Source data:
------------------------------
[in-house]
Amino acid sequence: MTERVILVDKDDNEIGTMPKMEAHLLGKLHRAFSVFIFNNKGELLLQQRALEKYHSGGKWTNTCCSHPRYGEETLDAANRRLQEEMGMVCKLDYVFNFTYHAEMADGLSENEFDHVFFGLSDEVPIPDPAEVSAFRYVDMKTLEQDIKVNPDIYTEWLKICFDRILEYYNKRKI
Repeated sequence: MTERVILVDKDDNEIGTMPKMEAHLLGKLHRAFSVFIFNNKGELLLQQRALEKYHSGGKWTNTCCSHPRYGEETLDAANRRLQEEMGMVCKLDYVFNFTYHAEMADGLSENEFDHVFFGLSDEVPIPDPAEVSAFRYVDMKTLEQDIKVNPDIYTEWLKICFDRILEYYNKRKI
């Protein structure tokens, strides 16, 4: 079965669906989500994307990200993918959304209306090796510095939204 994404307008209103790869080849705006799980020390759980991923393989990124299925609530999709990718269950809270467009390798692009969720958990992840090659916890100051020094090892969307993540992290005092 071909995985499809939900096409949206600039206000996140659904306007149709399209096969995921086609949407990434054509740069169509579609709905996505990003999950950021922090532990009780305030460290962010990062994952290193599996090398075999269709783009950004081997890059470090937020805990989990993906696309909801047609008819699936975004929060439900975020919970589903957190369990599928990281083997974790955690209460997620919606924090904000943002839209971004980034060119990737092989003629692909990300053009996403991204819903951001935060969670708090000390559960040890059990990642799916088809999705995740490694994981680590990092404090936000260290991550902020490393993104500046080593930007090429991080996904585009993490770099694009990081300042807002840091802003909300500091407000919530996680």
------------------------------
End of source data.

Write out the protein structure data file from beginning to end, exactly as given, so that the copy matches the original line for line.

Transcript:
[in-house]
Amino acid sequence: MTERVILVDKDDNEIGTMPKMEAHLLGKLHRAFSVFIFNNKGELLLQQRALEKYHSGGKWTNTCCSHPRYGEETLDAANRRLQEEMGMVCKLDYVFNFTYHAEMADGLSENEFDHVFFGLSDEVPIPDPAEVSAFRYVDMKTLEQDIKVNPDIYTEWLKICFDRILEYYNKRKI
Repeated sequence: MTERVILVDKDDNEIGTMPKMEAHLLGKLHRAFSVFIFNNKGELLLQQRALEKYHSGGKWTNTCCSHPRYGEETLDAANRRLQEEMGMVCKLDYVFNFTYHAEMADGLSENEFDHVFFGLSDEVPIPDPAEVSAFRYVDMKTLEQDIKVNPDIYTEWLKICFDRILEYYNKRKI
């Protein structure tokens, strides 16, 4: 079965669906989500994307990200993918959304209306090796510095939204 994404307008209103790869080849705006799980020390759980991923393989990124299925609530999709990718269950809270467009390798692009969720958990992840090659916890100051020094090892969307993540992290005092 071909995985499809939900096409949206600039206000996140659904306007149709399209096969995921086609949407990434054509740069169509579609709905996505990003999950950021922090532990009780305030460290962010990062994952290193599996090398075999269709783009950004081997890059470090937020805990989990993906696309909801047609008819699936975004929060439900975020919970589903957190369990599928990281083997974790955690209460997620919606924090904000943002839209971004980034060119990737092989003629692909990300053009996403991204819903951001935060969670708090000390559960040890059990990642799916088809999705995740490694994981680590990092404090936000260290991550902020490393993104500046080593930007090429991080996904585009993490770099694009990081300042807002840091802003909300500091407000919530996680």